By Lindsay VanHulle, Melissa Burden and Jackie Charniga
Masks and gloves and hand sanitizer. One customer inside at a time. Tape and plexiglass to keep a 6-foot distance.
This is what visiting a dealership during the coronavirus pandemic looks like.
At Prime Automotive Group, with 56 dealerships in eight states, most sales are by appointment only, though the retailer was able to reopen showrooms in Maine on Friday, May 1. Employees have placed tape on the floor and moved furniture in waiting areas. They wear masks and gloves and prioritize cleaning surfaces.
Aside from maintaining social distancing and cleaning and sanitizing surfaces and vehicles, dealership executives and consultants recommend these strategies as stores prepare to reopen showrooms for in-person visits.
- Stagger employee shifts and start times to limit contact through the door.
- Greet customers outside when possible and have them wait in their vehicles.
- Allow customers to take solo test drives.
- Use EPA-approved disinfectants and keep safety sheets on hand to record new chemicals used in the workplace.
- Form a task force to determine safety steps in the event of a positive COVID-19 case, including Occupational Safety and Health Administration requirements.
- Leave empty bays between service technicians.
- Remind employees about hand washing and place posters around the dealership promoting hand washing.
- Adopt service pickup and delivery processes.
- Minimize shared contact with keys, pens, credit cards and other objects.
Practices such as these may become standard in dealerships across the U.S. as states begin to resume economic activity after weeks of the virus-induced shutdown — first, in stores where physical sales have been allowed in some capacity as COVID-19 spread across the country, followed by dealerships in places where showroom doors remain locked to walk-in traffic.
The National Automobile Dealers Association and state counterparts are recommending precautions dealerships should take as governments ease restrictions, drawing on Centers for Disease Control and Prevention guidelines.
Yet even with best practices to guide the industry, “this is not a cookie-cutter situation,” Prime Automotive CEO Todd Skelton told Automotive News. “Every store is going to be a little different, and every region is going to be a little different, in terms of who comes to work.”
Calls to reopen the economy are amplifying across the country, as restrictions on activity stretch into a third month. Governors face mounting political pressure in some states to remove limits on person-to-person interaction meant to slow transmission of the coronavirus and to allow businesses to resume operations to mitigate economic damage caused by the shutdowns.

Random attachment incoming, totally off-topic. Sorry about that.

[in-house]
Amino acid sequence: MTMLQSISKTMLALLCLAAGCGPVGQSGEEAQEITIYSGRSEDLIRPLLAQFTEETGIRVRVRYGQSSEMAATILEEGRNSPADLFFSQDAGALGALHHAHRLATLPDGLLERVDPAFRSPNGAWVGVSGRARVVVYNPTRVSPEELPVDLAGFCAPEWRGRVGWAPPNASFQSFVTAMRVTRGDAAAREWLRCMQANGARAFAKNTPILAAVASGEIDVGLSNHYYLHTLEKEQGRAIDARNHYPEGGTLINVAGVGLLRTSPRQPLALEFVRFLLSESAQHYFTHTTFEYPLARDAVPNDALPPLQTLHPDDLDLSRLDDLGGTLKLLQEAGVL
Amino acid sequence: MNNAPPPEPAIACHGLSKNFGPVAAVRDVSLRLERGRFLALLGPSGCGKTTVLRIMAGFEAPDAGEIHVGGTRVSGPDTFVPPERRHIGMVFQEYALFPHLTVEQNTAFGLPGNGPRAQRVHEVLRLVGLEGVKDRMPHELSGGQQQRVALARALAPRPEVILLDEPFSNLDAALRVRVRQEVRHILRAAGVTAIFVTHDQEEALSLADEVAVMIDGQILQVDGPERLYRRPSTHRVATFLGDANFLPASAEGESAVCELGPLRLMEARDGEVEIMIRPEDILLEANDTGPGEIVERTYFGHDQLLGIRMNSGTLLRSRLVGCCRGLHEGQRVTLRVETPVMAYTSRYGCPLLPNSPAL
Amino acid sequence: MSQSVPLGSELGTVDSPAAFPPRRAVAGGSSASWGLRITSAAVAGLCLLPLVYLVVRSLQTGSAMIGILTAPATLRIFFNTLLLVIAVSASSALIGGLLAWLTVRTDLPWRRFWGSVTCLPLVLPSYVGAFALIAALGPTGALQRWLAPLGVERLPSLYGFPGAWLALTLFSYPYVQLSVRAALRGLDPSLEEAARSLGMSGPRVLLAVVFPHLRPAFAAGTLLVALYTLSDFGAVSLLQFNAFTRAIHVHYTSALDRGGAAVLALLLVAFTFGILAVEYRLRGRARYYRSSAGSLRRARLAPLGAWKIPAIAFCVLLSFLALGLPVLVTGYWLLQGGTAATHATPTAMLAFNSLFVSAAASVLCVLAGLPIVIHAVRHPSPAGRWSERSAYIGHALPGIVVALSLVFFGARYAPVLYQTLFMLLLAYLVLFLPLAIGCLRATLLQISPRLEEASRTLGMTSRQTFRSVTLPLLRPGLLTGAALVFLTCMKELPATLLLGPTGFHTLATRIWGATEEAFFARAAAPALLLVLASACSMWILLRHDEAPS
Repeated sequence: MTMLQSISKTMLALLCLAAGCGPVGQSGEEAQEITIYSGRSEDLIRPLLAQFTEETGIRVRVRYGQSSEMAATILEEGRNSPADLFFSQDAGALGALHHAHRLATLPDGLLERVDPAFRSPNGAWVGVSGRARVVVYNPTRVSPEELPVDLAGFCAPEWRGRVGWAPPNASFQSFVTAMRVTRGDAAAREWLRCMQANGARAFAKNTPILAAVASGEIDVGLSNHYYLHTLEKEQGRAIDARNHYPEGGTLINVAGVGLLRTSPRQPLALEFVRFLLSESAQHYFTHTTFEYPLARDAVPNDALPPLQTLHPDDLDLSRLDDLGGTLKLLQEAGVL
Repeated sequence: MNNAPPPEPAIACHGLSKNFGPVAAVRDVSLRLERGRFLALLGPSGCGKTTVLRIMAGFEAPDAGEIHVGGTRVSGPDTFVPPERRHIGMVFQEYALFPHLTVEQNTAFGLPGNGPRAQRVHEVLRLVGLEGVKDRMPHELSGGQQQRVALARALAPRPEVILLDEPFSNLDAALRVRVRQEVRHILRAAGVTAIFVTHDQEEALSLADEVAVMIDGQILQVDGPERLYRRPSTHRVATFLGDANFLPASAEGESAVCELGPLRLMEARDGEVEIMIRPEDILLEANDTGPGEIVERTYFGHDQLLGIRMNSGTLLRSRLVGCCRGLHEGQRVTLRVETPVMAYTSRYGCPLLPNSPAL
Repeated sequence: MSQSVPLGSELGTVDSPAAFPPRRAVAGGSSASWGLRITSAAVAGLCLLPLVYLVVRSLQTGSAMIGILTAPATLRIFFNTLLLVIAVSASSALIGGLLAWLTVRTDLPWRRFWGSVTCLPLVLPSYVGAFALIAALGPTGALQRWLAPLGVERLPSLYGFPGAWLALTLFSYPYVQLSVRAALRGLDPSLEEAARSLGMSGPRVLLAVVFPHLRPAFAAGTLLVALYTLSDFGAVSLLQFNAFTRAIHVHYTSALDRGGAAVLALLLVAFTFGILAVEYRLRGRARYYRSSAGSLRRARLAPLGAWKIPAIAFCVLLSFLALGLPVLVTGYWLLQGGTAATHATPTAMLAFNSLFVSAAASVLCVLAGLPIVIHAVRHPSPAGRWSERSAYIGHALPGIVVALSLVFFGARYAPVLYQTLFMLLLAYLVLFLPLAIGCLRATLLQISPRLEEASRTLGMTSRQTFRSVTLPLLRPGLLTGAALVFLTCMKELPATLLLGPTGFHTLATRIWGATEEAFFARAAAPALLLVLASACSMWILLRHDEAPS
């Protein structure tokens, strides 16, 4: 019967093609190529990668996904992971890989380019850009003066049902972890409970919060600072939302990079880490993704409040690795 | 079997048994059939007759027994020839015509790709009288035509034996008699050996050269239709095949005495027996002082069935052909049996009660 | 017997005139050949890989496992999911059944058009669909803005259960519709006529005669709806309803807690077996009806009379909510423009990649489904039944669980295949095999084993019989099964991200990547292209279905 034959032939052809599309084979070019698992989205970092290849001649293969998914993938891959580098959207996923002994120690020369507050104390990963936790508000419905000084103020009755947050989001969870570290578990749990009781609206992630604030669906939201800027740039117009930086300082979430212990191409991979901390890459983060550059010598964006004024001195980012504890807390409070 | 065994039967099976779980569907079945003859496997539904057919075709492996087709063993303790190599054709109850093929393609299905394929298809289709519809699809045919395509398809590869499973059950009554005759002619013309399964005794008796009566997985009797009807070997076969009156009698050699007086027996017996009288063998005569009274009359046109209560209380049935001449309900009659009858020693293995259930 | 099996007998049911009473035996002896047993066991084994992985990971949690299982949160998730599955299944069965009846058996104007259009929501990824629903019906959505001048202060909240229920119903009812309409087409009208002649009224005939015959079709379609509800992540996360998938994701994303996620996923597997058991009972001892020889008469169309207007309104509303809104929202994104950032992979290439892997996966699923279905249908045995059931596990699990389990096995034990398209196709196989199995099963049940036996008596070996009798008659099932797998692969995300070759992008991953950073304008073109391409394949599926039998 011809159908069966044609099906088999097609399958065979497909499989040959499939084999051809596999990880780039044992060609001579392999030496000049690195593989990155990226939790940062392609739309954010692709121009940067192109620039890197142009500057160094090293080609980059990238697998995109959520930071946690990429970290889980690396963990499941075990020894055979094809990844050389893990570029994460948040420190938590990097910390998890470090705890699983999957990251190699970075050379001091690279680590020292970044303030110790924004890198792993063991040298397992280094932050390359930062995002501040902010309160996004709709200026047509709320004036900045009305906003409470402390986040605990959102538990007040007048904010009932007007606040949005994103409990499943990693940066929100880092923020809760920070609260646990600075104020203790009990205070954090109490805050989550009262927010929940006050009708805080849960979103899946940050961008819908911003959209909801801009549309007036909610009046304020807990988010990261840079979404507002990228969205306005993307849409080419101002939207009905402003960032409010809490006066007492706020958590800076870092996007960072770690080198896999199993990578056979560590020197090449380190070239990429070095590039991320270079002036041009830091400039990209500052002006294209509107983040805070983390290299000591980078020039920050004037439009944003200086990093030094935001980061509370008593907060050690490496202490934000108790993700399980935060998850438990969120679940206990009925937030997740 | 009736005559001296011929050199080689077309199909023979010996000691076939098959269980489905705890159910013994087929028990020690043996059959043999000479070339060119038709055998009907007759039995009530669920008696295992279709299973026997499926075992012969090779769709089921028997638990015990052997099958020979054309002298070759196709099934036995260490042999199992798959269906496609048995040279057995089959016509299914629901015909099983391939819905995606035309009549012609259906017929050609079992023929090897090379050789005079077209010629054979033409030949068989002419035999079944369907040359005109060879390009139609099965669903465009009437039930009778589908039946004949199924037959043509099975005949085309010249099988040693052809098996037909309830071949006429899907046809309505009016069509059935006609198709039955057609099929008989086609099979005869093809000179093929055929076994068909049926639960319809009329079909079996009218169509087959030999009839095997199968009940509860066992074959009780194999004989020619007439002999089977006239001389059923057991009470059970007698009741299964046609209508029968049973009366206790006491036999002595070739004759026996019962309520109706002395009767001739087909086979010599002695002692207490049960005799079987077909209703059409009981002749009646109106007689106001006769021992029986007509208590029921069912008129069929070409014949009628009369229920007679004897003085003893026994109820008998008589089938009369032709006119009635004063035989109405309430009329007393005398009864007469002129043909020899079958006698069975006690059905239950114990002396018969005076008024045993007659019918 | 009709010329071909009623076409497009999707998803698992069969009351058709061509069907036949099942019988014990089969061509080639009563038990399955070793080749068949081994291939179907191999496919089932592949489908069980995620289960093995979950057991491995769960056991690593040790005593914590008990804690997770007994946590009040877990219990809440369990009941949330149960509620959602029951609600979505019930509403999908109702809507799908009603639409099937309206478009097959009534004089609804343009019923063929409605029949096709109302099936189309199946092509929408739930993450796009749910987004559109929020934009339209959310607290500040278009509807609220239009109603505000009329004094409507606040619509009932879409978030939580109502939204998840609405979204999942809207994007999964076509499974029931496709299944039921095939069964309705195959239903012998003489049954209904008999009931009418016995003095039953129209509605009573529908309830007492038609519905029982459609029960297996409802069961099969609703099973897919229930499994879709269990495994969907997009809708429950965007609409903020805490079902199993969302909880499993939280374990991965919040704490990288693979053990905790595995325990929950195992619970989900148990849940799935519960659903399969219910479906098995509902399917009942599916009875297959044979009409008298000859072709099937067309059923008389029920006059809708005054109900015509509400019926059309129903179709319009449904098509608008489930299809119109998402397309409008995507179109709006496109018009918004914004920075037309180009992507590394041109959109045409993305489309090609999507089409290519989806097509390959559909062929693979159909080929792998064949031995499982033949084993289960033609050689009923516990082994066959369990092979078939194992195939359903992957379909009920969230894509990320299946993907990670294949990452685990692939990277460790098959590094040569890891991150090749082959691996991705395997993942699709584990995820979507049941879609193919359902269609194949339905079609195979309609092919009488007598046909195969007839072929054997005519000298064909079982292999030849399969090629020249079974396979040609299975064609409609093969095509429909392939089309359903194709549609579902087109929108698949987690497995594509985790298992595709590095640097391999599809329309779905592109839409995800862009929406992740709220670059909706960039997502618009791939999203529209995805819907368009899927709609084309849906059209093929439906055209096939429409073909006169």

Some governors — particularly in states hit hard by COVID-19, such as New York and Michigan — say they are working on strategies to safeguard public health by not easing restrictions too much, too soon. Others, such as in Georgia, Texas and Florida, have taken more steps to allow some businesses to reopen. The virus continues to spread amid shutdowns, as the U.S. last week surpassed 1 million confirmed cases of COVID-19, according to the CDC.
Dealerships “don’t know when they’re going to be told they can go back to doing business in any kind of normal manner,” said Mark Rogers, a consultant for NADA, who helped prepare guidance for dealerships operating during the pandemic. “They’re planning for different scenarios because they want to be ready for whatever is offered to them.”
Not just ‘flipping a few switches’
Brian Maas, president of the California New Car Dealers Association, said reopening isn’t as simple as “flipping a few switches and we’re back to normal.”
The association prepared a six-page playbook for its 1,200-plus franchised dealership members. Protocols include a designated task force leader to oversee a store’s plan, staggered employee scheduling and work-from-home arrangements, employee health screenings, face coverings, facility layout changes, employee training and signage.
No set expiration date exists for a statewide stay-home order, and some local governments have set separate restrictions on sales. The California association last week notified its members of a revised shelter-in-place order for the San Francisco Bay Area, effective Monday, May 4, that will allow many dealerships to sell vehicles in person to customers — but only in outside spaces and with social distancing measures.
Pre-owned salesman Shane Welter helps customers with their vehicle last week at Park Place Lexus in Grapevine, Texas. The dealership group has new safety policies to deal with COVID-19. “We’re putting tents at all of our stores. [The order says] any outdoor sales. So I don’t think there should be anything stopping us if we put tables and chairs under a tent outside,” said Inder Dosanjh, dealer principal at Dosanjh Family Auto Group, with 17 dealerships and more than 1,000 employees in the Bay Area.